The Mexican government, baffled by the popularity of a poor indigenous woman, made numerous attempts to undermine her influence. In 1997, it went so far as to state that the rebel leader had died and when she made public appearances that proved otherwise, authorities accused the Zapatistas of having used a “double.”
Comandanta Ramona passed on January 6th, 2006, after a decade-long bout with cancer of the kidney. Ramona's death is reflective of a health care crisis that the impoverished indigenous communities of Chiapas continue to suffer from. In the highlands of the southeastern Mexican state, where most of Chiapas’ indigenous residents live, there are no hospitals. The state government has promised for years to build a hospital in San Andrés Larráinzar (the same town that peace accords between the Zapatistas and the Mexican federal government were signed in 1996 but never implemented). However, the promise to build such a hospital has not been acted upon and Chiapas continues to lack crucial health care resources in its remote regions. Only in San Cristóbal, which is anywhere between two and twelve hours away from most indigenous communities, can women access preventative studies that could save the lives of women with early detections of cancer. In addition to the lack of hospitals, medical costs are often prohibitive to many of Chiapas’s poor and infirm.Choking back tears, Subcomandante Marcos made the public announcement of Ramona’s death in the midst of the Chiapas segment of the nationwide six month Zapatista led “Other Campaign.”“I want everybody to listen to what I am about to say without any interruptions. Comandanta Ramona died yesterday… The world has lost one of those women it requires. Mexico has lost one of the combative women it needs and we, we have lost a piece of our heart.”
Digna Ochoa ( 1964-2001)
On October 19th, 2001, Digna Ochoa, a leading Mexican human rights lawyer, was found shot dead in her office in Mexico City.
Digna Ochoa had taken on some of Mexico's most controversial cases,including the defense of Rodolfo Montiel and Teodoro Cabrera, anti-logging environmentalists in the state of Guerrerro, Zapatistas guerrillas in Chiapas and the rights of indigenous communities in her home state of Verazcruz. At the time of her death, she was defending three men charged with bombing banks in Mexico City to protest against globalization.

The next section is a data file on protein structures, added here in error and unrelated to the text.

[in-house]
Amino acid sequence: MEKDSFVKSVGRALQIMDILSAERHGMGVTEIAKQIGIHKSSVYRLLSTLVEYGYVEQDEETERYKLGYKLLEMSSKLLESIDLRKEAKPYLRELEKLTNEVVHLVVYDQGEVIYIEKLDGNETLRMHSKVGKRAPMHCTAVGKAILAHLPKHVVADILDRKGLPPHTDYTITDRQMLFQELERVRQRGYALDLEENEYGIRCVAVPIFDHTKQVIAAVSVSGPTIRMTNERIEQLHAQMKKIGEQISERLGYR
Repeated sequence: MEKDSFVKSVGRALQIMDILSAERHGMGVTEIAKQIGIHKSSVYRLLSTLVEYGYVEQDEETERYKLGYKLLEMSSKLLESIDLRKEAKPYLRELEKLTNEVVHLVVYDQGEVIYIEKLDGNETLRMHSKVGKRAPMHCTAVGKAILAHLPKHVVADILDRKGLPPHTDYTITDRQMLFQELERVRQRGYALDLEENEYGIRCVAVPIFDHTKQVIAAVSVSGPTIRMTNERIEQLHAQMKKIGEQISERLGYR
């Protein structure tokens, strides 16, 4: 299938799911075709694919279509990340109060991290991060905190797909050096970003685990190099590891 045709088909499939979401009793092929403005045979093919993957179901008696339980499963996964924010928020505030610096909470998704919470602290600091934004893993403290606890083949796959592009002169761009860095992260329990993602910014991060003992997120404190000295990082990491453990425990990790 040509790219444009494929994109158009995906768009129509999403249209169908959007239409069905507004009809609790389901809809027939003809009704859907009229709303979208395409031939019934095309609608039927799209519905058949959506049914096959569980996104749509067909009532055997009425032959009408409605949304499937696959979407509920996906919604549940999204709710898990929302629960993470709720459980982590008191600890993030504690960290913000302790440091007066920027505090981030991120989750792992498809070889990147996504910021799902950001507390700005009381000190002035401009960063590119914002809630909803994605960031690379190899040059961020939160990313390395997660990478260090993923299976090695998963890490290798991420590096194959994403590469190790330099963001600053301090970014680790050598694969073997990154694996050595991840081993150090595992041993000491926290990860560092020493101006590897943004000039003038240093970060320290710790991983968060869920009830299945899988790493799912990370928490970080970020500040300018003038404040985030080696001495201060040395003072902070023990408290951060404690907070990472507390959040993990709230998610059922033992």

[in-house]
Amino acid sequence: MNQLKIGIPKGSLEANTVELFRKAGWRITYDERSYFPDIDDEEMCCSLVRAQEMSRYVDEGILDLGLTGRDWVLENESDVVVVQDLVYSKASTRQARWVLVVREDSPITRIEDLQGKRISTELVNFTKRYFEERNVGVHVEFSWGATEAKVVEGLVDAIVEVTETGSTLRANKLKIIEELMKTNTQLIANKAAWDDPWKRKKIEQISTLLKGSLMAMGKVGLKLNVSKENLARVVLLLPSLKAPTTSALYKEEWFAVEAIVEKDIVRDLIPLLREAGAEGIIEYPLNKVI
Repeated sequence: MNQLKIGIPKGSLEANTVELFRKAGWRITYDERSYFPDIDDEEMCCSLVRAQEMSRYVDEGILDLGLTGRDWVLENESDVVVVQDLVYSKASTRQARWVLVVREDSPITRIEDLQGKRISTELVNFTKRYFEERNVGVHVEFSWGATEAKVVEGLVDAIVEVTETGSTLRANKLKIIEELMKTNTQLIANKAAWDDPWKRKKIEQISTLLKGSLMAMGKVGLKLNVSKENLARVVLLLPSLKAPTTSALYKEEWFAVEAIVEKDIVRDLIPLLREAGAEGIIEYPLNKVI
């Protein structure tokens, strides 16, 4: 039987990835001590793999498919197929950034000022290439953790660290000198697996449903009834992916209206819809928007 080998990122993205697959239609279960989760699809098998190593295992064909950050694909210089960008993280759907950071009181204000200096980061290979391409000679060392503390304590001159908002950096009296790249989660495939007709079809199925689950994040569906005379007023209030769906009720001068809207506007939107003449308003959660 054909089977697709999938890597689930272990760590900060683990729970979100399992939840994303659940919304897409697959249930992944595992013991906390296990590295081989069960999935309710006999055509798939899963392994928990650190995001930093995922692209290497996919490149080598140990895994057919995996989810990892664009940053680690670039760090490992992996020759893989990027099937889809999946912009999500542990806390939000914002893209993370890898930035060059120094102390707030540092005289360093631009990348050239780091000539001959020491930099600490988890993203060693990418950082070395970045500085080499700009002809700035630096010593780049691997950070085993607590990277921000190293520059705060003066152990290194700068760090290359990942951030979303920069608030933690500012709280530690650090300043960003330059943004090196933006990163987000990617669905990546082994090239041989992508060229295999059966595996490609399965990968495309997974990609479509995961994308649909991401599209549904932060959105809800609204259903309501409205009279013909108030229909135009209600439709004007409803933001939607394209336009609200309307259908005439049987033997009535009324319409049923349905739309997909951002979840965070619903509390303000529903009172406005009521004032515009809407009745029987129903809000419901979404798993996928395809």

In August 1999, after she began work on the Montiel and Cabrera case, Digna Ochoa was kidnapped and beaten by two unidentified men before being set free with the warning that she would be killed if she drew attention to the abduction.
In September 1999, three death threats were received at her office. Attached to one letter was one of Digna Ochoa's business cards that had been taken from her during her abduction. Then in October,1999, on the same night that the offices of her agency, PRODH, were ransacked and files destroyed, three men broke into her home. They tied her to a chair, immobilized her arms and legs, and locked Digna in a room with an open gas canister, and left her to die. Miraculously, once again, she was able to free herself.
But the determination of her persecutors finally prevailed. On 19 October, 2001, Digna Ochoa's body was found in a legal office in Mexico City. The killers left a death threat warning other human rights defenders from the PRODH, that they would meet a similar fate, if they continued their human rights work.
The murder of Digna Ochoa sent shock waves through Mexican society. President Fox's administration, which came to power after over 70 years of one-party rule, had pledged to end impunity and radically improve Mexico's human rights situation. Digna Ochoa's murder demonstrates that the authorities have failed to deliver real improvements.
In july 2003 despite overwhelming evidence and a note beside her body addressed to other " sons-of bitch " human rights lawyers, the Mexican government ruled Digna Ochoa's violent deatha "probable suicide" and slammed the case shut.